Be sure to get out the insect repellent since bugs will likely be out and searching for prey by opening week.


FUTURE ANGLERS OUTREACH: Once again the FAO with sponsorship and assistance from SHOTS will hold the immensely popular and important event next weekend. The one day event’s sole purpose is to give the basic fishing skills to the entire family so fishing can be a successful experience that they will continue to do on a regular basis. All kids receive a rod and reel, bait and tackle to keep free of charge along with food and drinks to all attendees.

This year’s event will be held at Marion Manor Marina, Oneida Lake on April 29. If you are the parent or guardian of a child that wants to fish, please sign up. This is designed to give basic instruction to youngsters ages 5-12 years and parents with minimal experience. For more information or to register contact Ted Dobs at or call 264-6624.

VOLUNTEERS ARE NEEDED! Please help with a donation of time to reach our 2012 goal to provide a free day of fishing to 100 area children. Volunteers have one instructor to every child. There are also many other tasks that need attention.

TROUT & SALMON EXPO: The popular Trout & Salmon Expo sponsored by the Mohawk Valley Chapter of Trout Unlimited returns to New Hartford this Saturday from 10 a.m. until 4 p.m. There will be casting contests for kids, clinics in fly tying and casting, and seminars on many types of fishing.

Seminar Schedule: 10:00 –Bill Girvan – Bait Fishing Techniques, 11:00 - Randy Kulig - Fishing the West Canada, 12:00 –Bruce Montoya – Fishing the Salmon River, 1:00 - Dan Josephson – Adirondack Brook Trout, 2:00 - Eric Dresser - “How to” Wildlife Photography, 3:00 - Capt Rick Pecci – Fishing Lake Ontario.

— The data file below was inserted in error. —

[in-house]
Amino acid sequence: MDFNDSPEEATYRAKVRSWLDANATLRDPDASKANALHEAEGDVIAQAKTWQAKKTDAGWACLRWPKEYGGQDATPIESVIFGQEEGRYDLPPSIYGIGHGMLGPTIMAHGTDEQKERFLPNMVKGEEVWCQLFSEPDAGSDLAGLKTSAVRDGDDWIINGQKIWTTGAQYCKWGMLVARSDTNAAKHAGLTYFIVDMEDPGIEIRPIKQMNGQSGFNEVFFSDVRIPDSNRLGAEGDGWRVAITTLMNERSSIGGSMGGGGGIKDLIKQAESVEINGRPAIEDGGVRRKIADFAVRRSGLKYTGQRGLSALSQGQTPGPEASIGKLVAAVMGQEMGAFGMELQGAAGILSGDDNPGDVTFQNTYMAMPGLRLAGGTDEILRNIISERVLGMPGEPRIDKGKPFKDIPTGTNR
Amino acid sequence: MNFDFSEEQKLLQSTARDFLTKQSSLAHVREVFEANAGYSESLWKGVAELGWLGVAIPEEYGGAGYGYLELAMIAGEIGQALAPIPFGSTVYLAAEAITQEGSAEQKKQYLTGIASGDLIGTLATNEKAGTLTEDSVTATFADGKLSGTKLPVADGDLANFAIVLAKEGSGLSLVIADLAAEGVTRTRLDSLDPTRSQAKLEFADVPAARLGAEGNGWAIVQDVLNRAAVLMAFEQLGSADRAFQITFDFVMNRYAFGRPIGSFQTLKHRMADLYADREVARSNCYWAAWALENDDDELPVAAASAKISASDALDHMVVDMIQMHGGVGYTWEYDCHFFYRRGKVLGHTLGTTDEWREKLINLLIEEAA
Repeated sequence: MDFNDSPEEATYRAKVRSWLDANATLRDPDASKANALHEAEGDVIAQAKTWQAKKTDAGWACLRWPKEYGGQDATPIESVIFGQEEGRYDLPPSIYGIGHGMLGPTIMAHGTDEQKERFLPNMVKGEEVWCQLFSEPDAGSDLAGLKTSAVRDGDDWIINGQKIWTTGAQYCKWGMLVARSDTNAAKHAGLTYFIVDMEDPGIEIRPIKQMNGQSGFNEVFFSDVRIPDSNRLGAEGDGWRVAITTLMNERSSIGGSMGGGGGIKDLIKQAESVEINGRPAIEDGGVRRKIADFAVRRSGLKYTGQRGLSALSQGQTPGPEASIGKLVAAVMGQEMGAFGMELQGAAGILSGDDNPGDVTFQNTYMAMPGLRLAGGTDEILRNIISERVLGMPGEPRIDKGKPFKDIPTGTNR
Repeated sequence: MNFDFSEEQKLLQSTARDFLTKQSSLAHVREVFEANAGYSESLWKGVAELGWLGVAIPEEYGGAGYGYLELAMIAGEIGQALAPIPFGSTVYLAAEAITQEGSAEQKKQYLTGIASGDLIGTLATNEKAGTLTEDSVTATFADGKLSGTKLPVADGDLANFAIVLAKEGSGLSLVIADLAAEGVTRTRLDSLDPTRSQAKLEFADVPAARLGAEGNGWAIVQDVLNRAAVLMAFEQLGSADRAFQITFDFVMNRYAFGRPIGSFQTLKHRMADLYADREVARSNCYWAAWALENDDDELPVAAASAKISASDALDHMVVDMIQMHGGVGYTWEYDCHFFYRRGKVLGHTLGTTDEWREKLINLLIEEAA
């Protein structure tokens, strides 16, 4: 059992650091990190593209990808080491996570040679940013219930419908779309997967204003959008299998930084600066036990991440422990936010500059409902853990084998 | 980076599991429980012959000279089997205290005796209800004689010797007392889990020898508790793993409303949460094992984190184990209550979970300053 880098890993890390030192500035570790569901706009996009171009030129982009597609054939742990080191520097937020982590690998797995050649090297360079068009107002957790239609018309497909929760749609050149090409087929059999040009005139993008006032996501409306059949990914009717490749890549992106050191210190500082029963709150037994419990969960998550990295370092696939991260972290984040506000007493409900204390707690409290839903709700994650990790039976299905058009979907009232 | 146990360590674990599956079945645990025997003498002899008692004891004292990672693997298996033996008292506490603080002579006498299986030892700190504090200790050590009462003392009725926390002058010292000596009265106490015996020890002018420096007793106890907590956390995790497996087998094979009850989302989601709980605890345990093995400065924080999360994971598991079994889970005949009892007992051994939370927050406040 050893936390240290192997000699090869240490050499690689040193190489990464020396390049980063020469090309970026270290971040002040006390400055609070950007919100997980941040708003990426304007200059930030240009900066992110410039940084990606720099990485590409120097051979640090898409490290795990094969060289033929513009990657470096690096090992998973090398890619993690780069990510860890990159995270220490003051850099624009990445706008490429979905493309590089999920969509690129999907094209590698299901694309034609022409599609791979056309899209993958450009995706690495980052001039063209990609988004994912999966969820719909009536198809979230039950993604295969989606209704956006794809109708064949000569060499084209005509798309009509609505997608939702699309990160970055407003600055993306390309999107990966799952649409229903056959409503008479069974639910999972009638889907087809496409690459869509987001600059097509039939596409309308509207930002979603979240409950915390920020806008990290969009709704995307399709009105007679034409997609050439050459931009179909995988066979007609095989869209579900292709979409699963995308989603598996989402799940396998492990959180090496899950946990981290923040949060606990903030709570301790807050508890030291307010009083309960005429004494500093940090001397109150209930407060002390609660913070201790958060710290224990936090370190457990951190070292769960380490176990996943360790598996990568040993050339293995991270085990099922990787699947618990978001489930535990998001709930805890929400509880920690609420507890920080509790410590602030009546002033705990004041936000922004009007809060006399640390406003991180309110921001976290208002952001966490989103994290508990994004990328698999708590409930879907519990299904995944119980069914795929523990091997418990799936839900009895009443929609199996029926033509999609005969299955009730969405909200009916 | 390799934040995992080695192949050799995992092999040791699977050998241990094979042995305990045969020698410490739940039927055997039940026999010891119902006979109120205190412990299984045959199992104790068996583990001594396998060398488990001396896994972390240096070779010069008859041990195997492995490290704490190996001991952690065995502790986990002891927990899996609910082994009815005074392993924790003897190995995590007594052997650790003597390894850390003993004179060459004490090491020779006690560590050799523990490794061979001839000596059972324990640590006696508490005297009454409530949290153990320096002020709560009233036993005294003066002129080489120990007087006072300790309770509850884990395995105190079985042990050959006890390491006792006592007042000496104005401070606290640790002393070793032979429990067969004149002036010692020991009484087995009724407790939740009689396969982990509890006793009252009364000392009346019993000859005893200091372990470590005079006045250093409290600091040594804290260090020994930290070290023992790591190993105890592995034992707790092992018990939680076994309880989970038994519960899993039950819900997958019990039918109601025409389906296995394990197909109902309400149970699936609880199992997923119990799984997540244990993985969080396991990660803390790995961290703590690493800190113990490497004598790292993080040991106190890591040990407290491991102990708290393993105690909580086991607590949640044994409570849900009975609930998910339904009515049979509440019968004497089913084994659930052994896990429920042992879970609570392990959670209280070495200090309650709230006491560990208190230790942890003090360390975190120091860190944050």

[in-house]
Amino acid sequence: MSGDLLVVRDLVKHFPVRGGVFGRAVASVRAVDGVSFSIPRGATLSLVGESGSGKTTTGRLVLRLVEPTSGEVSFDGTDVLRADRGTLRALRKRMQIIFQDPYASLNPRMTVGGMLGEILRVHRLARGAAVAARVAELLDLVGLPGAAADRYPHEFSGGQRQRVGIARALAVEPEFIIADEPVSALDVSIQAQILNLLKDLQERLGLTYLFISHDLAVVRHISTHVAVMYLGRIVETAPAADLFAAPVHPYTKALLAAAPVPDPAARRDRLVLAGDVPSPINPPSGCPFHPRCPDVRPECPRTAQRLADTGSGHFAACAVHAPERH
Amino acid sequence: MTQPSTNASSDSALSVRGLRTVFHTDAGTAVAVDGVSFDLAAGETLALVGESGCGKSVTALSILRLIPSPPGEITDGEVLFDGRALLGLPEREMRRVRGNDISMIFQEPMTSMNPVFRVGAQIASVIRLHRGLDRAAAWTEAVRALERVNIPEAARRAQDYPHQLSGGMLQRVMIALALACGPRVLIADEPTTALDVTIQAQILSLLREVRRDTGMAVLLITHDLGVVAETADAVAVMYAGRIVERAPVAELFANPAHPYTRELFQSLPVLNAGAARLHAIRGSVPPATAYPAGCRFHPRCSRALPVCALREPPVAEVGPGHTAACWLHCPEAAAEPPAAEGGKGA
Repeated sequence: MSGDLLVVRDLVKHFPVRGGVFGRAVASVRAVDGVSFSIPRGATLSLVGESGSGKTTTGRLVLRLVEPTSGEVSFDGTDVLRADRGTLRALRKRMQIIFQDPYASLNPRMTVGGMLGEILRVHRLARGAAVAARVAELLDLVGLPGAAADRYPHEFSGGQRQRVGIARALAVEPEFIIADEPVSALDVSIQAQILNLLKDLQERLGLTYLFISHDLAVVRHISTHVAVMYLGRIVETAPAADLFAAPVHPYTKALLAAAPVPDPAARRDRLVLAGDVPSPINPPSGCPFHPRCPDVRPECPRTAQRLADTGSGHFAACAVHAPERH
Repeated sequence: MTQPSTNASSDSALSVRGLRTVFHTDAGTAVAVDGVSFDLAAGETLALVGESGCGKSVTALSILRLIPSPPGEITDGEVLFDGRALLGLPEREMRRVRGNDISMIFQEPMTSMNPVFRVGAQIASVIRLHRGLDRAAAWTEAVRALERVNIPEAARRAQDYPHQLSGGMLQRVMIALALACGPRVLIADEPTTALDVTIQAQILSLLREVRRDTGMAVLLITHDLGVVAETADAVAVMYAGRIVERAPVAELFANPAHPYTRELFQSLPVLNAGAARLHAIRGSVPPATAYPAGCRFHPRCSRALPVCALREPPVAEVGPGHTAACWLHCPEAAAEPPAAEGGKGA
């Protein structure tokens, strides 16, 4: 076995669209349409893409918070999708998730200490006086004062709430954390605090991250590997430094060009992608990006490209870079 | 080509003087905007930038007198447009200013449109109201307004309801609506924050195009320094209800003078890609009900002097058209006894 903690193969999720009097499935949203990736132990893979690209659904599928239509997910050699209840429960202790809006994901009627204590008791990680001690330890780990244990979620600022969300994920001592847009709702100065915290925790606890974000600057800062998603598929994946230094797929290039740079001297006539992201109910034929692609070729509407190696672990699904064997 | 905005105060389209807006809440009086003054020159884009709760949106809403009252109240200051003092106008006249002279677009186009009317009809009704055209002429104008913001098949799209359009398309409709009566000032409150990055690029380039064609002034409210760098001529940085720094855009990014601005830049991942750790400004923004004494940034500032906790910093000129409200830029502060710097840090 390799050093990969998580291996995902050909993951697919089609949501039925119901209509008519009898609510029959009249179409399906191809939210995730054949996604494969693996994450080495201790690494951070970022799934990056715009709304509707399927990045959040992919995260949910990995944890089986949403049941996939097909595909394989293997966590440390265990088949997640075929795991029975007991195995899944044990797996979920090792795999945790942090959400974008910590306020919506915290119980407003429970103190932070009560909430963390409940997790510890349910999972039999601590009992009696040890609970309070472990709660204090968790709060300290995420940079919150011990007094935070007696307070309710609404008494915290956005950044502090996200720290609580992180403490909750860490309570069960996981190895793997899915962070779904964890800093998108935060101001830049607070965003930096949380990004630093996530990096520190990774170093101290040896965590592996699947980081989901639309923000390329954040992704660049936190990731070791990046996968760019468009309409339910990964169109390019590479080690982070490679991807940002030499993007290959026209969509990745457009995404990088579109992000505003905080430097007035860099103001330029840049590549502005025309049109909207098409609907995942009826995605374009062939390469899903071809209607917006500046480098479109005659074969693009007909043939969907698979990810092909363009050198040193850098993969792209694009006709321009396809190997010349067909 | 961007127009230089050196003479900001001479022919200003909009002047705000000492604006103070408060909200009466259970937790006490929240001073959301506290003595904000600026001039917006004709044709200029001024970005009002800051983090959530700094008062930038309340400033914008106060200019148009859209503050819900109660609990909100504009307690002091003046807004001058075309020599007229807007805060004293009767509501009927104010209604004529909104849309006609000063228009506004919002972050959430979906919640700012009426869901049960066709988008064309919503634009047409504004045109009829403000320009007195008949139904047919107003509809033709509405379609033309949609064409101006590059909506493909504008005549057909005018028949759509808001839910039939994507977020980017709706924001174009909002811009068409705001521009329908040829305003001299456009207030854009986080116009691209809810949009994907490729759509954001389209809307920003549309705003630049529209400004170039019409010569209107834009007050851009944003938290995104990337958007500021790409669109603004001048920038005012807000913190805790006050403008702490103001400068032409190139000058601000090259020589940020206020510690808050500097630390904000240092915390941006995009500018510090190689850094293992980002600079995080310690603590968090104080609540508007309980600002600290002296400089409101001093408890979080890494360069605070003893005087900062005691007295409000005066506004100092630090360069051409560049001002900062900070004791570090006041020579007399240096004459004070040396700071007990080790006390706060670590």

There will be 50 vendors and displays ranging from Trout in the Classroom, wildlife artists Tom Lenweaver and Tom Yacovella, tackle manufacturers and several tackle and equipment manufacturers. Meet book authors Mike Kelly and Spider Rybaak for signed copies of their latest books.

The location is New Hartford Recreation Center on Mill St., just off Kellogg Road. For more information contact Ken Ziobro at

OUTDOORSMEN HALL OF FAME BANQUET: April 28 will be the Annual NYS Outdoorsmen Hall of Fame Banquet held at the Rusty Rail in Canastota. Social hour will begin at 5 p.m. followed by dinner at 6 p.m. Highlights will be the individual inductions of the nine new inductees to the Hall of Fame. The public is invited to meet these and other statewide heroes of conservation who have done much to preserve outdoor sports.

Also honored that evening will be S.H.O.T.S., the local organization who has done so much to benefit handicapped and terminally ill hunters and sponsor many programs that benefit the youth. They will be recognized as recipients of the Outdoorsmen of the Year award.

Please turn out and help honor all of these sportsmen. Reservations must be made by April 22 by calling 363-3896 or 829-3588.

YOUTH TURKEY HUNTING WEEKEND: Youngsters who meet the qualifications will have the opportunity to hunt this weekend before the regular season opens on May 1. Eligible hunters are 12-15 years of age and must hold a junior hunting license and a turkey permit.

Youth must be accompanied by a parent, legal guardian or adult with written permission from their parent or legal guardian. The accompanying adult must have a current hunting license and turkey permit. The adult may assist the youth hunter, including calling but may not carry a firearm or bow, or kill or attempt to kill a wild turkey during the youth hunt. Shooting hours are from one-half hour before sunrise to noon each day.

The bag limit for the youth weekend is one bearded bird. This bird becomes part of the youth's regular spring season bag limit of two bearded birds. A second bird may be taken beginning May 1. All other wild turkey hunting regulations are in effect.


Post a Comment

Subscribe to Post Comments [Atom]

<< Home